BUSINESS NEWS - During what is known as employer filing season, companies have to submit their annual reconciliation declarations (EMP501s) with the latest and most accurate payroll information about their employees and the tax they have deducted.
The data that must be submitted should cover the monthly employer declarations, payments made and Tax Certificates (IRP5/IT3(a)s) generated, covering the full tax year from 1 March 2020, to 28 February 2021.
If employers don’t submit accurately and on time, it will have an impact on their employees when the time comes for them to file their individual tax returns. Sars uses this information to populate employees’ auto-assessments/income tax returns.
How this relates to employees and the tax they pay:
When you start working at your first job, you are not required to already have an income tax number as your employer can apply for one on your behalf. Alternatively, you can register for an income tax number on your own by using eFiling.
Every month, your employer will deduct a certain amount off your salary for tax, known as pay-as-you-earn (PAYE), and pay it over to Sars. The reason it is done monthly is to save you from having to pay a lump sum to Sars once a year when you file your income tax return.
Employers work out how much tax to pay Sars by consulting the Sars PAYE tables, which have different tax rates for employees who are paid weekly, fortnightly or monthly.
The PAYE calculated is based on the employee’s earnings and includes basic salaries, bonuses, fringe benefits and other income and allowances.
If you have been employed for less than a year, you may be entitled to a refund when submitting your income tax return (e.g. if the amount you earned falls under the tax threshold, which is R87 300, you could get all the tax back from Sars that was paid over by your employer).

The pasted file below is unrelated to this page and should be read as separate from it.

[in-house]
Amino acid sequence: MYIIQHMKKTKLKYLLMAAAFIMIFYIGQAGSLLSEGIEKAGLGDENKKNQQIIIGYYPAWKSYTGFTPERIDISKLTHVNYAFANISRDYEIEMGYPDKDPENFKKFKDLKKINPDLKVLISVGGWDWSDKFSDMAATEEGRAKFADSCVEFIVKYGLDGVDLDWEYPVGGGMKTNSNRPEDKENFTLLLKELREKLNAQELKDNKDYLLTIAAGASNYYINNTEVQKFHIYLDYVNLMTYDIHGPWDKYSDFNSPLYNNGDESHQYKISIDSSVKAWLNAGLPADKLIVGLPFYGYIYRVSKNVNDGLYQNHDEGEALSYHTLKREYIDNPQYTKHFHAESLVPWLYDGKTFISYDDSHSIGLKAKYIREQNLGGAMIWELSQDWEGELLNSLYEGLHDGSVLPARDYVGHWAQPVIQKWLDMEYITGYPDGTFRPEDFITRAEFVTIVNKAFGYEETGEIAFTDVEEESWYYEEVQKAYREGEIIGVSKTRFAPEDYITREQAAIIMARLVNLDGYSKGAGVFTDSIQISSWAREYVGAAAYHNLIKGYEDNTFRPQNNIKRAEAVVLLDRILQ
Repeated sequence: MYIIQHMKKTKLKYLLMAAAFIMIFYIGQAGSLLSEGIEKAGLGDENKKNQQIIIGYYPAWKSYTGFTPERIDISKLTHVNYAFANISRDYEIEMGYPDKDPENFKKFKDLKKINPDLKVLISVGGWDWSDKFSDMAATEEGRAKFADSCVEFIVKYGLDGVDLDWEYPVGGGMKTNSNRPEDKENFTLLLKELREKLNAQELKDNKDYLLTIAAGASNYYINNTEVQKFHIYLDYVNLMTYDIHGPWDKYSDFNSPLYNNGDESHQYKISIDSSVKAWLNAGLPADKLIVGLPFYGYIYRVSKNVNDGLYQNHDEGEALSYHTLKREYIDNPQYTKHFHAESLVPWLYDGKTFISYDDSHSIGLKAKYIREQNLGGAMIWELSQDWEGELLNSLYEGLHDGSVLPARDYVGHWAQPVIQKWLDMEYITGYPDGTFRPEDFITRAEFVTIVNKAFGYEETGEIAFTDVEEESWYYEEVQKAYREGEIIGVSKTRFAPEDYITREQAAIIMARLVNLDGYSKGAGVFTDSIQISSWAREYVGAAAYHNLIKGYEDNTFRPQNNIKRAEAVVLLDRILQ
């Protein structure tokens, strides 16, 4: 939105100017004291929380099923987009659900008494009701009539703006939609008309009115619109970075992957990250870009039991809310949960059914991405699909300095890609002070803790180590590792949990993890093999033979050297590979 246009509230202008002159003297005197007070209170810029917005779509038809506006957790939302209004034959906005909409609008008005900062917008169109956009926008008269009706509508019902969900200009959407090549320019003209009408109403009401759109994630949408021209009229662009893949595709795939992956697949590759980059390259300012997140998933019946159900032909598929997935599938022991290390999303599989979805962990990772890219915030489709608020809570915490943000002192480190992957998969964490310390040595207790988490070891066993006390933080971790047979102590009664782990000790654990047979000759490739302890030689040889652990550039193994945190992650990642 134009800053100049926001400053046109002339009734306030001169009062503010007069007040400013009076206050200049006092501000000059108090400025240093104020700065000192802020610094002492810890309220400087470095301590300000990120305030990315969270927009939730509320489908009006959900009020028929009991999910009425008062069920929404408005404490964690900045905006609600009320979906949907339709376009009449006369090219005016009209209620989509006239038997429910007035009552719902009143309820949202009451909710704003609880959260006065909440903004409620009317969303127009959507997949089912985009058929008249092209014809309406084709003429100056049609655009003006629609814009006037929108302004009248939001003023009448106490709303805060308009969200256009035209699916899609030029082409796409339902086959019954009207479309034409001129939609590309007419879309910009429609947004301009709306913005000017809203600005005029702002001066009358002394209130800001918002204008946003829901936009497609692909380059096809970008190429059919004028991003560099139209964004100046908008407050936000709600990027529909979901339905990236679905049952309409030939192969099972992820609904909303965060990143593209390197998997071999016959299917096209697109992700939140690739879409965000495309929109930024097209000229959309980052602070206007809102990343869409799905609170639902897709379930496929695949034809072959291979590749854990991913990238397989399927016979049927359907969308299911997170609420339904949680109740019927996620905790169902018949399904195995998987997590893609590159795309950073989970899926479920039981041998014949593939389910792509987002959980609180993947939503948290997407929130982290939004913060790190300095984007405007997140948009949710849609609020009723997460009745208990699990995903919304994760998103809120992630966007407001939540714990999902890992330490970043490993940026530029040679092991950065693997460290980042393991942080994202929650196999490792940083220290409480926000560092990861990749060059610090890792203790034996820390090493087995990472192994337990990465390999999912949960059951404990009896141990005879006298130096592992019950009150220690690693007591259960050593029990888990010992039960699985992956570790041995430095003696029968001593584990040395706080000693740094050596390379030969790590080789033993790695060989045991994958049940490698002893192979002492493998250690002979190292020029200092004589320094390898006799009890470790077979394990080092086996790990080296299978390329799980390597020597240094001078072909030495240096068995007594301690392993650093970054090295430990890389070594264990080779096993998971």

That is why it is so important that employers submit the correct payroll information to Sars during this period.
From Sars’s point of view, if they don’t do so accurately and on time, Sars will impose heavy penalties on employers (equaling one per cent of the year’s PAYE up to a maximum of 10 per cent for each month the return was late).
What can you as an employee do to check your employer is fulfilling their obligations?
- Insist on an IRP5/IT3 (a) certificate from your employer. They should have sent this to you by the beginning of June.
- Check that the IRP5/IT3 (a) correctly reflects the salary you received and the taxes withheld from your salary is in accordance with what is stated on your payslip.
- Confirm with your employer that the reconciliation and payments have been submitted to Sars, then you should not have a problem when you submit your personal income tax return later in the year. Remember that PAYE is your tax withheld by your employer as an agent of Sars.
Focus on employers: the Sars Gauteng South region, which covers Gauteng, except Pretoria, central Johannesburg and Soweto, is focusing on employers in their area for the first six months of this new financial year, starting on 1 April.
A special task team has been set up to:
- Assist compliant employers with the submission of reconciliations during employer filing season.
- Engage employers with outstanding PAYE returns and assist them to comply. Heavy penalties will be imposed on employers who fail to declare and pay these over timeously to Sars.
- Focus on employers who have failed to pay over the PAYE withheld from their employees. Harsh action is planned against those who are non-compliant. PAYE is not a tax on the employer and the employer holds the money in trust for Sars.
Some visits to workplaces are being planned to interview employees where non-compliance is detected. As an employer, ensure your tax affairs are in order before Sars needs to contact you.
For more information on your tax responsibilitieArticle: Caxton publication, Bedfordview Edenvale Newsd how to be tax compliant, visit the website.